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Original Investigation
May 10, 2018

Association Between Vessel Density and Visual Acuity in Patients With Diabetic Retinopathy and Poorly Controlled Type 1 Diabetes

Author Affiliations
  • 1Department of Ophthalmology, Lariboisière Hospital, Assistance Publique-Hôpitaux de Paris, University Sorbonne Paris Cité, Paris, France
JAMA Ophthalmol. Published online May 10, 2018. doi:10.1001/jamaophthalmol.2018.1319
Key Points

Question  What is the association between macular vessel density as measured by optical coherence tomography angiography and visual acuity in patients with diabetic retinopathy and poorly controlled type 1 diabetes?

Findings  In a cohort study of 22 eyes of 22 patients with type 1 diabetes and diabetic retinopathy without macular edema, 41% had decreased vision. Vessel density was lower in eyes with diabetic retinopathy and decreased vision than in eyes with diabetic retinopathy and normal vision; loss of vessel density was greater in the deep capillary complex, particularly the deep capillary plexus, than in the superficial vascular plexus.

Meaning  These findings suggest that decreased vision in patients with diabetic retinopathy may be associated with the degree of capillary loss in the deep capillary complex.

Abstract

Importance  Capillary dropout is a hallmark of diabetic retinopathy, but its role in visual loss remains unclear.

Objective  To examine how macular vessel density is correlated with visual acuity (VA) in patients younger than 40 years who have type 1 diabetes without macular edema but who have diabetic retinopathy requiring panretinal photocoagulation.

Design, Settings, and Participants  Retrospective cohort study of VA and optical coherence tomography angiography data collected from consecutive patients during a single visit to Lariboisière Hospital, a tertiary referral center in Paris, France. The cohort included 22 eyes of 22 patients with type 1 diabetes without macular edema but with bilateral rapidly progressive diabetic retinopathy that was treated with panretinal photocoagulation between August 15, 2015, and December 30, 2016. Eyes were classified into 2 groups by VA: normal (logMAR, 0; Snellen equivalent, 20/20) and decreased (logMAR, >0; Snellen equivalent, <20/20). The control group included 12 eyes from age-matched healthy participants with normal vision.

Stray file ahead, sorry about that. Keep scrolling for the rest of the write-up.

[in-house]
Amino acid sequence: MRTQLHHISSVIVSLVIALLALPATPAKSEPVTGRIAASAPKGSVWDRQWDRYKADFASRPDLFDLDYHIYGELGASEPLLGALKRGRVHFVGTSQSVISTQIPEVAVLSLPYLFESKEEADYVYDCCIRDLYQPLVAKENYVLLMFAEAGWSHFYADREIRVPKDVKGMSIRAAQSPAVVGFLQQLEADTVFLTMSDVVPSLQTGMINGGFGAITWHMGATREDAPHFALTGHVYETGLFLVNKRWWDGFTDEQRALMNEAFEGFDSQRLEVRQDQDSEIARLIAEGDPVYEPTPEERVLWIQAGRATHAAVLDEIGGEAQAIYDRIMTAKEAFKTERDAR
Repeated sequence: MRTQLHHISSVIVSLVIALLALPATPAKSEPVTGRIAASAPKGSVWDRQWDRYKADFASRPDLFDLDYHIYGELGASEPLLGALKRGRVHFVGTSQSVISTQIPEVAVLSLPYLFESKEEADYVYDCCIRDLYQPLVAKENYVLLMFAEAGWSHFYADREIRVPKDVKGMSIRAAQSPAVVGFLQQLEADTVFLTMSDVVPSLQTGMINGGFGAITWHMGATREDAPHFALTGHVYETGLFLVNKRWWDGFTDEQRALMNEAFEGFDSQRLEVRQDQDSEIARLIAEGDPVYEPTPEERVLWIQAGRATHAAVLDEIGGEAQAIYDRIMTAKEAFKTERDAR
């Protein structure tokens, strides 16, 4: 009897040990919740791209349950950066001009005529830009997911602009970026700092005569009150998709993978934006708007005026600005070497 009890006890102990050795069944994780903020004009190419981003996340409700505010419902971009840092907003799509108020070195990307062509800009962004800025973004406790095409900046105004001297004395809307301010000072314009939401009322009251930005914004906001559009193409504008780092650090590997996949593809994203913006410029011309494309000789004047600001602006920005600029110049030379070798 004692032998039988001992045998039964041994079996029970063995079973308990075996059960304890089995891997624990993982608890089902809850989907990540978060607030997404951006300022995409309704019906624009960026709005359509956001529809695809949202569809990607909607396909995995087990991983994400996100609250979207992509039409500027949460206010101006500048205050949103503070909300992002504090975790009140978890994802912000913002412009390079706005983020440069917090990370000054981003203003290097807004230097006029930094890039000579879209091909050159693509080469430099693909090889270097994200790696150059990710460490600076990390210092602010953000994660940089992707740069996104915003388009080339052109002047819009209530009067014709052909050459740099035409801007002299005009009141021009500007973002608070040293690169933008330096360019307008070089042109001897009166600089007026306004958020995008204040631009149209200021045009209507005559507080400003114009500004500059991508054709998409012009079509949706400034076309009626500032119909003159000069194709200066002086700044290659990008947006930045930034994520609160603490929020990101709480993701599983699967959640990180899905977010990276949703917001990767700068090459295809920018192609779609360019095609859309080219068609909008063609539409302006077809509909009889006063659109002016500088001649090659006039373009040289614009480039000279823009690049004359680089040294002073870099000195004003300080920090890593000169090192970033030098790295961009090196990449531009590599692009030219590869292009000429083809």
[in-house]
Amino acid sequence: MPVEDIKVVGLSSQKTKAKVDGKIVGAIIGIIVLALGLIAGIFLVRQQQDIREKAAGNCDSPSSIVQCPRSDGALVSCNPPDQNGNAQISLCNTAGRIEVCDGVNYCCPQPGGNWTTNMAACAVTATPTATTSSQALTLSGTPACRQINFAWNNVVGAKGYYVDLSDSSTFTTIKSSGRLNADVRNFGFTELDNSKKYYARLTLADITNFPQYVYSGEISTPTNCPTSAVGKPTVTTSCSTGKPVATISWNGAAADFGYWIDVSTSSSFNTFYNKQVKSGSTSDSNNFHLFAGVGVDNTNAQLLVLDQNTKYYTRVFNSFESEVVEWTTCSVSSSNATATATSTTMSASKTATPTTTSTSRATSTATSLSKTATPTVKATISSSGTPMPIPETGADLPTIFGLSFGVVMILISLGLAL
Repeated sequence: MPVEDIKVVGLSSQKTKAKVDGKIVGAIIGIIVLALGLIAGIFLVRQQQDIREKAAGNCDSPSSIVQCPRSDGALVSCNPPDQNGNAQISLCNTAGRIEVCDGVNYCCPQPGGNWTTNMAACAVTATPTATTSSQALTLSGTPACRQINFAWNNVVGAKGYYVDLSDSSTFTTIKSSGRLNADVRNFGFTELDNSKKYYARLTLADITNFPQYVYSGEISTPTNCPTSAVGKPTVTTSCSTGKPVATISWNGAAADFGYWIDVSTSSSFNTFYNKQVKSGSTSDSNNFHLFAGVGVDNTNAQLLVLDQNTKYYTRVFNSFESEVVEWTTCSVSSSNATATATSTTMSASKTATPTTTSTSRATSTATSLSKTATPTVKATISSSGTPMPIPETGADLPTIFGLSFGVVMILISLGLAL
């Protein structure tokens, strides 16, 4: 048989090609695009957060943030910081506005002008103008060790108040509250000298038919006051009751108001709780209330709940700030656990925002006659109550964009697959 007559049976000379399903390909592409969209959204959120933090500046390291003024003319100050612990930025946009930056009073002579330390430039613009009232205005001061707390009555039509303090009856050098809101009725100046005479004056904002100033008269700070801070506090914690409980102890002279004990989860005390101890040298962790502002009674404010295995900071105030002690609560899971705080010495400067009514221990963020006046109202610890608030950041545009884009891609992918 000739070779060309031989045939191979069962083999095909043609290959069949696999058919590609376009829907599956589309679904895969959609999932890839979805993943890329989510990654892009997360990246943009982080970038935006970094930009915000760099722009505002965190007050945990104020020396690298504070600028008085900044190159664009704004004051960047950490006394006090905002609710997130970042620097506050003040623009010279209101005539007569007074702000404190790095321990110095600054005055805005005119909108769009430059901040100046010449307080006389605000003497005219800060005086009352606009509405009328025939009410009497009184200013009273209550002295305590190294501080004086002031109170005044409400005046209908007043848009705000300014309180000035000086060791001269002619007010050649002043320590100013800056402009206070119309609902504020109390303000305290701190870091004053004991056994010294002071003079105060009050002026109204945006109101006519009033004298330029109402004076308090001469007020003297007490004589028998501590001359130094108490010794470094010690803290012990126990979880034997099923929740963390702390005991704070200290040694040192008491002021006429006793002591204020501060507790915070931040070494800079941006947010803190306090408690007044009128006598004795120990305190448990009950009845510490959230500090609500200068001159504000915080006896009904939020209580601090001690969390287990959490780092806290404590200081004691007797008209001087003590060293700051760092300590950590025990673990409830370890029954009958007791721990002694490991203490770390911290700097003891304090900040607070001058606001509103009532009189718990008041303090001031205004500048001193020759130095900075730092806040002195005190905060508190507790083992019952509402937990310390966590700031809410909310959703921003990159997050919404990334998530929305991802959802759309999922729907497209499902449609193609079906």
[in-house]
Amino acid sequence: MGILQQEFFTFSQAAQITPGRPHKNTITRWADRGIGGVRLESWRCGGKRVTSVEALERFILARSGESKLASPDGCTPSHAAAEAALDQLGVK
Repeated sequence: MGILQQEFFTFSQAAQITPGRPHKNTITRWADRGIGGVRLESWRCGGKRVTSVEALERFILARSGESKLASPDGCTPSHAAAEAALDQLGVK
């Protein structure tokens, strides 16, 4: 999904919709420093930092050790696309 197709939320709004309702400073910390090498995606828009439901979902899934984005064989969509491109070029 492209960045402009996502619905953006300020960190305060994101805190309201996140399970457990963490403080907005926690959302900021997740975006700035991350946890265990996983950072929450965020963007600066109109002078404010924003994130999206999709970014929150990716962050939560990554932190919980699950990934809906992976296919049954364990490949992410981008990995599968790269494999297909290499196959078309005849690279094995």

Main Outcomes and Measures  Visual acuity and mean vessel density in 4 retinal vascular plexuses: the superficial vascular plexus and the deep capillary complex, which comprises the intermediate capillary plexus and the deep capillary plexus.

Results  Of the 22 participants, 11 (50%) were men, mean (SD) age was 30 (6) years, and mean (SD) hemoglobin A1c level was 8.9% (1.6%). Of the 22 eyes with diabetic retinopathy, 13 (59%) had normal VA and 9 (41%) had decreased VA (mean [SD]: logMAR, 0.12 [0.04]; Snellen equivalent, 20/25). Mean [SE] vessel density was lower for eyes with diabetic retinopathy and normal VA compared with the control group in the superficial vascular plexus (44.1% [0.9%] vs 49.1% [0.9%]; difference, −5.0% [1.3%]; 95% CI, −7.5% to −2.4%; P < .001), in the deep capillary complex (44.3% [1.2%] vs 50.6% [1.3%]; difference, −6.3% [1.8%]; 95% CI, −9.9% to −2.7%; P = .001), in the intermediate capillary plexus (43.8% [1.2%] vs 49.3% [1.2%]; difference, −5.5% [1.7%]; 95% CI, −9.0% to −2.0%; P = .003), and in the deep capillary plexus (24.5% [1.0%] vs 30.5% [1.0%]; difference, −6.1% [1.4%]; 95% CI, −8.9% to −3.2%; P < .001). Mean vessel density was lower in eyes with diabetic retinopathy and decreased VA compared with eyes with diabetic retinopathy and normal VA; the mean (SE) loss was more pronounced in the deep capillary complex (34.6% [1.5%] vs 44.3% [1.2%]; difference, −9.6% [1.9%]; 95% CI, −13.6% to −5.7%; P < .001), especially in the deep capillary plexus (15.2% [1.2%] vs 24.5% [1.0%]; difference, −9.3% [1.5%]; 95% CI, −12.4% to −6.1%; P < .001), than in the superficial vascular plexus (39.6% [1.1%] vs 44.1% [0.9%]; difference, −4.5% [1.4%]; 95% CI, −7.3% to −1.7%; P = .002).

Conclusions and Relevance  These data suggest that in patients with type 1 diabetes without macular edema but with severe nonproliferative or proliferative diabetic retinopathy, decreased VA may be associated with the degree of capillary loss in the deep capillary complex.

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